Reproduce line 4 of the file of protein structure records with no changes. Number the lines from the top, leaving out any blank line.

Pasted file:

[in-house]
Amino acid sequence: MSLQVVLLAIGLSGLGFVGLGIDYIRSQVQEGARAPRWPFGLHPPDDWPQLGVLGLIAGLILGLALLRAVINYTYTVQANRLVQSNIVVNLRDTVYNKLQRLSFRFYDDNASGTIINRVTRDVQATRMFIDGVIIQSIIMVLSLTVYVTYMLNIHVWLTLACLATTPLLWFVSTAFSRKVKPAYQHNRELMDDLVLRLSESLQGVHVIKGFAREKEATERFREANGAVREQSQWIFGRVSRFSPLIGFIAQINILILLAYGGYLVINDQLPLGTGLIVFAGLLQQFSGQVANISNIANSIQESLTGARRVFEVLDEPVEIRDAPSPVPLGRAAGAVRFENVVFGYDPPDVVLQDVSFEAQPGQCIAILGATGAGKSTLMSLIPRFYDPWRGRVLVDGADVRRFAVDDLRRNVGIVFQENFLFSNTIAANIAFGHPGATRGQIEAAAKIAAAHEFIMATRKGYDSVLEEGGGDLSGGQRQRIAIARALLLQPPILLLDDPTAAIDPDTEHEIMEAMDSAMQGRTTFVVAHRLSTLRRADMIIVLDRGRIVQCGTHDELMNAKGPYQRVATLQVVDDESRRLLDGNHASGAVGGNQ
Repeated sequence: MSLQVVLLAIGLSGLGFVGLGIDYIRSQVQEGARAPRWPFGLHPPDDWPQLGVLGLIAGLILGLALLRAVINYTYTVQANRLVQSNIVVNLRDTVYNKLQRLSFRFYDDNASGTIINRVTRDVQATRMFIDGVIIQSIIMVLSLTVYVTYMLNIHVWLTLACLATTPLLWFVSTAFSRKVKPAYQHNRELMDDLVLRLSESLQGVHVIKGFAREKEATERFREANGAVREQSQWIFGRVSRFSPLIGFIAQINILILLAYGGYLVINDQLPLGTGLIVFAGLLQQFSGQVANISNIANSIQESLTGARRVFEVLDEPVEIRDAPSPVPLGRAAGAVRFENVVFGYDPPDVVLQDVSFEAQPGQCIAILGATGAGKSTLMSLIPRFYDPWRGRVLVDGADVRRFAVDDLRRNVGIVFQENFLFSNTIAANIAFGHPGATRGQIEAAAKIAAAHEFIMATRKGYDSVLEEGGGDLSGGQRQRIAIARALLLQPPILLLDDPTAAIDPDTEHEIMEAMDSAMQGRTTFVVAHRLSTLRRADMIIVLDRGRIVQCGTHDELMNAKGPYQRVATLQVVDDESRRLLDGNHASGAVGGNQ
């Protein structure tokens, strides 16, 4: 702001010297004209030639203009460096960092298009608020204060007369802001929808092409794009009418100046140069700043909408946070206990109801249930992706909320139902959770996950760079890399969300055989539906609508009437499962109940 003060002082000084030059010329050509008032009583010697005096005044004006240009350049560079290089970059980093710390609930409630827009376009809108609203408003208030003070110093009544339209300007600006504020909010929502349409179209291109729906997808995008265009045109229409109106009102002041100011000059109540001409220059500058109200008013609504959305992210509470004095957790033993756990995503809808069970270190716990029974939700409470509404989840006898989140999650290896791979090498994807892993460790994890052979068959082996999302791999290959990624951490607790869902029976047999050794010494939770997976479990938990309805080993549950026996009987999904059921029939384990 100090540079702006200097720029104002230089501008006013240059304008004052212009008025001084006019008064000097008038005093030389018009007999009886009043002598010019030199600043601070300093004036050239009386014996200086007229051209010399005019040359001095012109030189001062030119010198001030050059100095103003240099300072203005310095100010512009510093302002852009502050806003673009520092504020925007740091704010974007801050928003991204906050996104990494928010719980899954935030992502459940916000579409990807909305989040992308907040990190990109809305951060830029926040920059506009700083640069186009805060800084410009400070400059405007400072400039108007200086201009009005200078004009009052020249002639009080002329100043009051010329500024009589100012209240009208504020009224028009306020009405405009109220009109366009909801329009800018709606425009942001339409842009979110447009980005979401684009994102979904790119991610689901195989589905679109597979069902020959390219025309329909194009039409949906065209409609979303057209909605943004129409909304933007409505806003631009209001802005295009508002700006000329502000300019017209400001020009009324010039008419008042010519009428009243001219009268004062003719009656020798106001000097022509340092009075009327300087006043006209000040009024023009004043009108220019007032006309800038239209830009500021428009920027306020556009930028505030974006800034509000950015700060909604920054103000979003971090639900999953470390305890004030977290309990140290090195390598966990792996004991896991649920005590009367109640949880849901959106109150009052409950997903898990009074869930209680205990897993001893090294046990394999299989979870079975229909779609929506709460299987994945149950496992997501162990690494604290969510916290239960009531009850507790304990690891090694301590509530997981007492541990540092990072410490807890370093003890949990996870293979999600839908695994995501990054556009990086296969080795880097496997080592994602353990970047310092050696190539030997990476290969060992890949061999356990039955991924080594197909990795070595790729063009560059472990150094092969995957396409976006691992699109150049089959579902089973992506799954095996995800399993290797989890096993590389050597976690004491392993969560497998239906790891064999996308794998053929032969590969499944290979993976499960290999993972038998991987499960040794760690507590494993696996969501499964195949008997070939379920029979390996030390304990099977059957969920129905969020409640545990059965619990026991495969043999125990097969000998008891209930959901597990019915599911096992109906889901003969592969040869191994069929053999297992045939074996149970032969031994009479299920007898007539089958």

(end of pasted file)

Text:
């Protein structure tokens, strides 16, 4: 702001010297004209030639203009460096960092298009608020204060007369802001929808092409794009009418100046140069700043909408946070206990109801249930992706909320139902959770996950760079890399969300055989539906609508009437499962109940 003060002082000084030059010329050509008032009583010697005096005044004006240009350049560079290089970059980093710390609930409630827009376009809108609203408003208030003070110093009544339209300007600006504020909010929502349409179209291109729906997808995008265009045109229409109106009102002041100011000059109540001409220059500058109200008013609504959305992210509470004095957790033993756990995503809808069970270190716990029974939700409470509404989840006898989140999650290896791979090498994807892993460790994890052979068959082996999302791999290959990624951490607790869902029976047999050794010494939770997976479990938990309805080993549950026996009987999904059921029939384990 100090540079702006200097720029104002230089501008006013240059304008004052212009008025001084006019008064000097008038005093030389018009007999009886009043002598010019030199600043601070300093004036050239009386014996200086007229051209010399005019040359001095012109030189001062030119010198001030050059100095103003240099300072203005310095100010512009510093302002852009502050806003673009520092504020925007740091704010974007801050928003991204906050996104990494928010719980899954935030992502459940916000579409990807909305989040992308907040990190990109809305951060830029926040920059506009700083640069186009805060800084410009400070400059405007400072400039108007200086201009009005200078004009009052020249002639009080002329100043009051010329500024009589100012209240009208504020009224028009306020009405405009109220009109366009909801329009800018709606425009942001339409842009979110447009980005979401684009994102979904790119991610689901195989589905679109597979069902020959390219025309329909194009039409949906065209409609979303057209909605943004129409909304933007409505806003631009209001802005295009508002700006000329502000300019017209400001020009009324010039008419008042010519009428009243001219009268004062003719009656020798106001000097022509340092009075009327300087006043006209000040009024023009004043009108220019007032006309800038239209830009500021428009920027306020556009930028505030974006800034509000950015700060909604920054103000979003971090639900999953470390305890004030977290309990140290090195390598966990792996004991896991649920005590009367109640949880849901959106109150009052409950997903898990009074869930209680205990897993001893090294046990394999299989979870079975229909779609929506709460299987994945149950496992997501162990690494604290969510916290239960009531009850507790304990690891090694301590509530997981007492541990540092990072410490807890370093003890949990996870293979999600839908695994995501990054556009990086296969080795880097496997080592994602353990970047310092050696190539030997990476290969060992890949061999356990039955991924080594197909990795070595790729063009560059472990150094092969995957396409976006691992699109150049089959579902089973992506799954095996995800399993290797989890096993590389050597976690004491392993969560497998239906790891064999996308794998053929032969590969499944290979993976499960290999993972038998991987499960040794760690507590494993696996969501499964195949008997070939379920029979390996030390304990099977059957969920129905969020409640545990059965619990026991495969043999125990097969000998008891209930959901597990019915599911096992109906889901003969592969040869191994069929053999297992045939074996149970032969031994009479299920007898007539089958």